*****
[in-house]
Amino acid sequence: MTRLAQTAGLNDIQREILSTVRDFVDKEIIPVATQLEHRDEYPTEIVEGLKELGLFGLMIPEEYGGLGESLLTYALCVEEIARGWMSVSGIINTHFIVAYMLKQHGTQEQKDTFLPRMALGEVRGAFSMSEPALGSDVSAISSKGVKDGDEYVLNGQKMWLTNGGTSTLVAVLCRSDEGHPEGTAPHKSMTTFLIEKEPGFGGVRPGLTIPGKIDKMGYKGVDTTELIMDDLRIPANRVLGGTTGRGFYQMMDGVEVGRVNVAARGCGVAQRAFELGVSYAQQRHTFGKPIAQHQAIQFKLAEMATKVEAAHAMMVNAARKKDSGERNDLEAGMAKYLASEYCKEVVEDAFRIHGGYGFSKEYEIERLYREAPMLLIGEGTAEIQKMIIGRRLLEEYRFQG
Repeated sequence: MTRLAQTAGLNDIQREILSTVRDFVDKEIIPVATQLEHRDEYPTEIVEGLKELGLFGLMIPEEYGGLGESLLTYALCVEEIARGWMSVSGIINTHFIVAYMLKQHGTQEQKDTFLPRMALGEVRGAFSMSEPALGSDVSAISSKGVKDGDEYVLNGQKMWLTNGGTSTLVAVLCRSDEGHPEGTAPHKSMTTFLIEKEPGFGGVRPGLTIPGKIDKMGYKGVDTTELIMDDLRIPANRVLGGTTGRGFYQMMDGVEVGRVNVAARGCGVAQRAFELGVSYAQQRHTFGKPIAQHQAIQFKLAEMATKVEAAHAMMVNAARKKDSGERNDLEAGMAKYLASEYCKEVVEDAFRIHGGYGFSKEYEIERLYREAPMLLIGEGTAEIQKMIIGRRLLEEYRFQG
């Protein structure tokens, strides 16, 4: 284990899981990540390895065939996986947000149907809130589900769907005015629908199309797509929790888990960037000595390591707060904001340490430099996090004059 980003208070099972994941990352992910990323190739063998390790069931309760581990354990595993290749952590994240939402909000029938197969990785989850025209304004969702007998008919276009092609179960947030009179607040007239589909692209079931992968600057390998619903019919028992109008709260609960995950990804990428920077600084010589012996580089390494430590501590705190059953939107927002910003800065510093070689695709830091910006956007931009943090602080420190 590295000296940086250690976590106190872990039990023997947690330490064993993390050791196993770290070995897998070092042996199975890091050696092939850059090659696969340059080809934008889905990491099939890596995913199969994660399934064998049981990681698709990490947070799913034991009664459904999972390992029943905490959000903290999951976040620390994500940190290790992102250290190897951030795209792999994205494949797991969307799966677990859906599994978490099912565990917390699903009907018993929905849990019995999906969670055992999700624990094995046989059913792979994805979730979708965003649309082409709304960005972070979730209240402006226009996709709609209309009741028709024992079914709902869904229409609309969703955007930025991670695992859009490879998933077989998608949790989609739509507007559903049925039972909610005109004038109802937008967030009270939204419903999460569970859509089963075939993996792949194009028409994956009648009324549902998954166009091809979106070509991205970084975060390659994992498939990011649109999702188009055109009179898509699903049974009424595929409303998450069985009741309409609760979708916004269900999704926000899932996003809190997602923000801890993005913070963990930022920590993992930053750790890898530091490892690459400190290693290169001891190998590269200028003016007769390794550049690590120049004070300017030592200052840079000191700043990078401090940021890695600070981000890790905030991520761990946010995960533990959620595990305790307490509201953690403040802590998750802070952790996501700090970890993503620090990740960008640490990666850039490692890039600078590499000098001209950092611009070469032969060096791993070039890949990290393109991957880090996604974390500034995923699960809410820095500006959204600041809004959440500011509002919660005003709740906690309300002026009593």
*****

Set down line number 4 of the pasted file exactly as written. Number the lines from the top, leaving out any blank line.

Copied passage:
């Protein structure tokens, strides 16, 4: 284990899981990540390895065939996986947000149907809130589900769907005015629908199309797509929790888990960037000595390591707060904001340490430099996090004059 980003208070099972994941990352992910990323190739063998390790069931309760581990354990595993290749952590994240939402909000029938197969990785989850025209304004969702007998008919276009092609179960947030009179607040007239589909692209079931992968600057390998619903019919028992109008709260609960995950990804990428920077600084010589012996580089390494430590501590705190059953939107927002910003800065510093070689695709830091910006956007931009943090602080420190 590295000296940086250690976590106190872990039990023997947690330490064993993390050791196993770290070995897998070092042996199975890091050696092939850059090659696969340059080809934008889905990491099939890596995913199969994660399934064998049981990681698709990490947070799913034991009664459904999972390992029943905490959000903290999951976040620390994500940190290790992102250290190897951030795209792999994205494949797991969307799966677990859906599994978490099912565990917390699903009907018993929905849990019995999906969670055992999700624990094995046989059913792979994805979730979708965003649309082409709304960005972070979730209240402006226009996709709609209309009741028709024992079914709902869904229409609309969703955007930025991670695992859009490879998933077989998608949790989609739509507007559903049925039972909610005109004038109802937008967030009270939204419903999460569970859509089963075939993996792949194009028409994956009648009324549902998954166009091809979106070509991205970084975060390659994992498939990011649109999702188009055109009179898509699903049974009424595929409303998450069985009741309409609760979708916004269900999704926000899932996003809190997602923000801890993005913070963990930022920590993992930053750790890898530091490892690459400190290693290169001891190998590269200028003016007769390794550049690590120049004070300017030592200052840079000191700043990078401090940021890695600070981000890790905030991520761990946010995960533990959620595990305790307490509201953690403040802590998750802070952790996501700090970890993503620090990740960008640490990666850039490692890039600078590499000098001209950092611009070469032969060096791993070039890949990290393109991957880090996604974390500034995923699960809410820095500006959204600041809004959440500011509002919660005003709740906690309300002026009593």